The second day I attended a panel about mythology hosted by Crispin Freeman, one of my personal favorite English voice actors. It was a intriguing insight to looking at the differences between western and eastern influences and how they directly affect their respective entertainment styles. He explained the differences between manga and comics, the influences and compared and contrasted Disney princesses and magical girls. In the later half, Crispin analyzed the Revolutionary Girl Utena film as a way to further explain his points, and delved a bit into mysticism as a means to wrap everything up. I was very surprised how knowledgeable Crispin was about mythology and mysticism, and I was able to take a lot of information about this panel.

Vendor’s Room:
I have never seen so much anime merchandise all in one place, it was almost overwhelming. Me and my friend snaked through all the vendor’s displays to try to scope out the all various figures, DVD’s, shirts and plushies before breaking out wallets. We spent a good hour just walking between booths and looking at all the wonderful anime goodies for sale. I quickly found out that there was multiple booths selling the same figures for different prices, so I was a good thing we scoped out all the booths first before making an uninformed purchase. There was also an impressive display of anime DVD’s at one booth, and I could not help but look though all of them with the hopes of finding something rare, and ended up succeeding in that aspect. At one vendor, I managed to find a copy of Satoshi Kon’s Perfect Blue for only $35, and that was a steal considering it’s difficult to even find a copy online for under $80. I also ended up impulsively buying The Melancholy Of Haruhi Suzumiya because I’ve been meaning to add that to my collection since I watched it two years ago.

Prior to heading to the con, I had been in “idol hell” after getting into Idolm@ster, then Love Live. Because of this I was planning on looking for idol figures and possibly other idol merchandise. Luckily, there was no shortage of that. By far my favorite stand was the idol merchandise booth. It was towards the middle of the vendor’s area, and  was immediately overwhelmed with Love Live posters. As I walked around the booth, I saw dozens of figures, Figma, art books, CD’s, imported games, posters and random collectibles that were all so tempting to buy!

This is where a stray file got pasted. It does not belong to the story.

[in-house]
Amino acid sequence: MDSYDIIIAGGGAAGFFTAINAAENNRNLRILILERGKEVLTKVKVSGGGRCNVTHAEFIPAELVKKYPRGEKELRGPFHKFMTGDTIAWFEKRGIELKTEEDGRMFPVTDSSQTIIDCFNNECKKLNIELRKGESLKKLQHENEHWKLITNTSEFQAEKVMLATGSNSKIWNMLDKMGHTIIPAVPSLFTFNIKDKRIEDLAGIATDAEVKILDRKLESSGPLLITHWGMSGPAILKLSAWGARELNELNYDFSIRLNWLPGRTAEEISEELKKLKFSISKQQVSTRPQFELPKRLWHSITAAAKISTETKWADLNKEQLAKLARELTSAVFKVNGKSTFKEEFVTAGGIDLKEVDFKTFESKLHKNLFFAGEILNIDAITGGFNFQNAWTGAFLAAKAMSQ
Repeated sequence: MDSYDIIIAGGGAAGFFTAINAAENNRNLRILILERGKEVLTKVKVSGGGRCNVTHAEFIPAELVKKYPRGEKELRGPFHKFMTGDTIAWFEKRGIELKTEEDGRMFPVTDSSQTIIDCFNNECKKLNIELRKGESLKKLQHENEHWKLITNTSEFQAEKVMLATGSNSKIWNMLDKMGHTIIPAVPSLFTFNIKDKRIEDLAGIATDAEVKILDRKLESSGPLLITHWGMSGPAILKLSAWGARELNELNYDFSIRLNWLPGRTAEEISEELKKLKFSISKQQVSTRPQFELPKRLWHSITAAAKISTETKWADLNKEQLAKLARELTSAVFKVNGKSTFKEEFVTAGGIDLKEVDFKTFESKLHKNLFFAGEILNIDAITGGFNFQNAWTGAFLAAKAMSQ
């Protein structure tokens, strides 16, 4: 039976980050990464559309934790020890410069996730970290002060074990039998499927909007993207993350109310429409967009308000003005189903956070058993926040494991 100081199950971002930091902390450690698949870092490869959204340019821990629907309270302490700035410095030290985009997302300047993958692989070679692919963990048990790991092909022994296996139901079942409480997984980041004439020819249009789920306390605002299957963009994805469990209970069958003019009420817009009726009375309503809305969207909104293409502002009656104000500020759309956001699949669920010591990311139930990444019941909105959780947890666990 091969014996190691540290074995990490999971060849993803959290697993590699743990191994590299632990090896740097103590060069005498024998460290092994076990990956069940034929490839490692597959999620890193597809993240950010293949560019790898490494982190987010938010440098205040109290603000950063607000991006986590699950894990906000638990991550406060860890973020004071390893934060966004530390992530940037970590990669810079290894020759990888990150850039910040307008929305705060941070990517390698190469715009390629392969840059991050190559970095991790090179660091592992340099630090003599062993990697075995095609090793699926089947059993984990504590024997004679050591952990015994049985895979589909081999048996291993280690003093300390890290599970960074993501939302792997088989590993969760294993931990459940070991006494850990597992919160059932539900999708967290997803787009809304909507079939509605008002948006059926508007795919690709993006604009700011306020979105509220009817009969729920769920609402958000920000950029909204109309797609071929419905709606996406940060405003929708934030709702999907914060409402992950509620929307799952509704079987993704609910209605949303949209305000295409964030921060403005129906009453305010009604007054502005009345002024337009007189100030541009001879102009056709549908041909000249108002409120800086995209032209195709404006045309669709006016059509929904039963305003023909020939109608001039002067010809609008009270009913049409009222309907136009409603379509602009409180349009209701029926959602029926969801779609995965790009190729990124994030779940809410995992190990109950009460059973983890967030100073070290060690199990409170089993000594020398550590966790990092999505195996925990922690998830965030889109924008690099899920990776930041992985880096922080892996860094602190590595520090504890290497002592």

Playing it smart, my friend suggested that we scope out the entire vendor’s area before making an impulsive purchase and end up paying more than another vendor was asking. This almost worked, because we ended up finding a guy selling figures that gave a discount if you bought two at a time. He bought a Ranko Kaznaki figure (which I kinda wanted too) and I got my Chihaya figure, both characters being from Idolm@ster Cinderella Girls and Idolm@ster respectively. We later found out that that purchase was fairly priced and the Ranko figure was the only one we were able to find, so it ended up not being a poor decision.

Strolling around, being completely immersed in all the anime goodness was a completely different experience from browsing the manga section at your local bookstore. I’m always awestruck when I see items for sale that I could previously only see through a computer screen. Countless of posters, hundreds of anime DVD’s for sale, countless figures, anime apparel and plushies galore. The experience was quite overwhelming in a sense, I had to really prioritize what I bought or else I would have ended up wasting all my budget before seeing everything. That being said, being overwhelmed with anime merchandise was not a bad thing, it was more of an eye-opening experience for me. I was able to finally see the sheer scale of anime fans in my area who all shared my passion for Japanese animations who were all interested in buying anime related goodness.


One of the many figure vendors

Artist Alley:
Me and my buddy spent a ton of time in this area, and it was one of the best parts about my convention experience. The atmosphere itself made me feel at ease despite the overcrowding and lack of personal space. Walking from booth to booth gave off the feeling of a bazaar with slightly less chaos. A multitude of tables, each displaying wonderful artwork and friendly artists who were happy to talk with you. We met one guy who wrote, drew and published his own graphic novel series. He was really passionate about his project and I enjoyed talking with him for that reason. We made sure to take business cards from artists we could not afford, and made sure to look at everything. I was also very impressed by a few artists who were working on commissions or just doodling at their respective booth. Personally, I’ve been working towards improving my own art, so watching these incredibly talented men and women draw with such ease on the spot was awe inspiring.